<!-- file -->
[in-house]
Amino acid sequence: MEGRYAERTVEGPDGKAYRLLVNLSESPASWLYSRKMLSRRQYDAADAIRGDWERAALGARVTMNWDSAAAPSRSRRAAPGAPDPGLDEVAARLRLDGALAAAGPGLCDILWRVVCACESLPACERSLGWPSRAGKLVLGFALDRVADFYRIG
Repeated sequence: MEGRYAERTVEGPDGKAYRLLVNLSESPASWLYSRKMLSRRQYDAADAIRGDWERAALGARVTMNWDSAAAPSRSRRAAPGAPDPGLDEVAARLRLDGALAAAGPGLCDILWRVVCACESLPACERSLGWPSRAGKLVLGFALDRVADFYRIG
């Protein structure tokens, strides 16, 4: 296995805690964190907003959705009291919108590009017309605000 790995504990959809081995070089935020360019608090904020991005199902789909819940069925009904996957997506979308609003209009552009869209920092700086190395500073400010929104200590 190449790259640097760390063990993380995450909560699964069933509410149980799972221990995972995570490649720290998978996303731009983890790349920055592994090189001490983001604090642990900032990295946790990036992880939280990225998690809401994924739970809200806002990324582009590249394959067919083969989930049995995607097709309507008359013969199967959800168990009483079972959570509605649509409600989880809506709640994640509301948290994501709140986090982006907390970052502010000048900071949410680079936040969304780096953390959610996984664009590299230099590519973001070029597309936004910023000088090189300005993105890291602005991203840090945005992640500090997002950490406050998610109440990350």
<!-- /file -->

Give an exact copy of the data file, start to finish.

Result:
[in-house]
Amino acid sequence: MEGRYAERTVEGPDGKAYRLLVNLSESPASWLYSRKMLSRRQYDAADAIRGDWERAALGARVTMNWDSAAAPSRSRRAAPGAPDPGLDEVAARLRLDGALAAAGPGLCDILWRVVCACESLPACERSLGWPSRAGKLVLGFALDRVADFYRIG
Repeated sequence: MEGRYAERTVEGPDGKAYRLLVNLSESPASWLYSRKMLSRRQYDAADAIRGDWERAALGARVTMNWDSAAAPSRSRRAAPGAPDPGLDEVAARLRLDGALAAAGPGLCDILWRVVCACESLPACERSLGWPSRAGKLVLGFALDRVADFYRIG
């Protein structure tokens, strides 16, 4: 296995805690964190907003959705009291919108590009017309605000 790995504990959809081995070089935020360019608090904020991005199902789909819940069925009904996957997506979308609003209009552009869209920092700086190395500073400010929104200590 190449790259640097760390063990993380995450909560699964069933509410149980799972221990995972995570490649720290998978996303731009983890790349920055592994090189001490983001604090642990900032990295946790990036992880939280990225998690809401994924739970809200806002990324582009590249394959067919083969989930049995995607097709309507008359013969199967959800168990009483079972959570509605649509409600989880809506709640994640509301948290994501709140986090982006907390970052502010000048900071949410680079936040969304780096953390959610996984664009590299230099590519973001070029597309936004910023000088090189300005993105890291602005991203840090945005992640500090997002950490406050998610109440990350």